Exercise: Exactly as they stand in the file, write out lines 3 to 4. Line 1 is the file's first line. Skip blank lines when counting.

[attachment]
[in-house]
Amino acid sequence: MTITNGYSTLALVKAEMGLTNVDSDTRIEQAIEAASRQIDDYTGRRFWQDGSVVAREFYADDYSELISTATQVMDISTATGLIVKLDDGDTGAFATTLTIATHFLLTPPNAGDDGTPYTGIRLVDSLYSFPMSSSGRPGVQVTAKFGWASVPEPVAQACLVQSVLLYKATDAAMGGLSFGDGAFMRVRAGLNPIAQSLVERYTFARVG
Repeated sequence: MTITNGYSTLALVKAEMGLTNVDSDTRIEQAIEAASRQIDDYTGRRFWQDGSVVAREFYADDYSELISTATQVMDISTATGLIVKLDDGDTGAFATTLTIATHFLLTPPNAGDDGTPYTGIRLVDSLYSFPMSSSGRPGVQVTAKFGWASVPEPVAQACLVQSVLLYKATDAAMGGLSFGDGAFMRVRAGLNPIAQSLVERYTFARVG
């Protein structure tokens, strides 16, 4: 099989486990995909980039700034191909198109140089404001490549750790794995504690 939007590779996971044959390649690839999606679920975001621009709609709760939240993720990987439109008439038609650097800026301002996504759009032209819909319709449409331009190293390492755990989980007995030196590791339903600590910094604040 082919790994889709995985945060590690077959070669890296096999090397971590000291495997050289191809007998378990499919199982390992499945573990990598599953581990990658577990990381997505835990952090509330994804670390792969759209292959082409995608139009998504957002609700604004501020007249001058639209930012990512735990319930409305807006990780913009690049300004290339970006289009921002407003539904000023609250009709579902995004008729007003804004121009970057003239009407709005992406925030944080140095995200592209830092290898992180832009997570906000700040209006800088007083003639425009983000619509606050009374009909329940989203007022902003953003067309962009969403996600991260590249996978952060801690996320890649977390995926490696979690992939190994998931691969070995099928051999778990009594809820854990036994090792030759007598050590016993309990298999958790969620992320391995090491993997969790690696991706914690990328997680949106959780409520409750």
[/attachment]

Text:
Repeated sequence: MTITNGYSTLALVKAEMGLTNVDSDTRIEQAIEAASRQIDDYTGRRFWQDGSVVAREFYADDYSELISTATQVMDISTATGLIVKLDDGDTGAFATTLTIATHFLLTPPNAGDDGTPYTGIRLVDSLYSFPMSSSGRPGVQVTAKFGWASVPEPVAQACLVQSVLLYKATDAAMGGLSFGDGAFMRVRAGLNPIAQSLVERYTFARVG
């Protein structure tokens, strides 16, 4: 099989486990995909980039700034191909198109140089404001490549750790794995504690 939007590779996971044959390649690839999606679920975001621009709609709760939240993720990987439109008439038609650097800026301002996504759009032209819909319709449409331009190293390492755990989980007995030196590791339903600590910094604040 082919790994889709995985945060590690077959070669890296096999090397971590000291495997050289191809007998378990499919199982390992499945573990990598599953581990990658577990990381997505835990952090509330994804670390792969759209292959082409995608139009998504957002609700604004501020007249001058639209930012990512735990319930409305807006990780913009690049300004290339970006289009921002407003539904000023609250009709579902995004008729007003804004121009970057003239009407709005992406925030944080140095995200592209830092290898992180832009997570906000700040209006800088007083003639425009983000619509606050009374009909329940989203007022902003953003067309962009969403996600991260590249996978952060801690996320890649977390995926490696979690992939190994998931691969070995099928051999778990009594809820854990036994090792030759007598050590016993309990298999958790969620992320391995090491993997969790690696991706914690990328997680949106959780409520409750």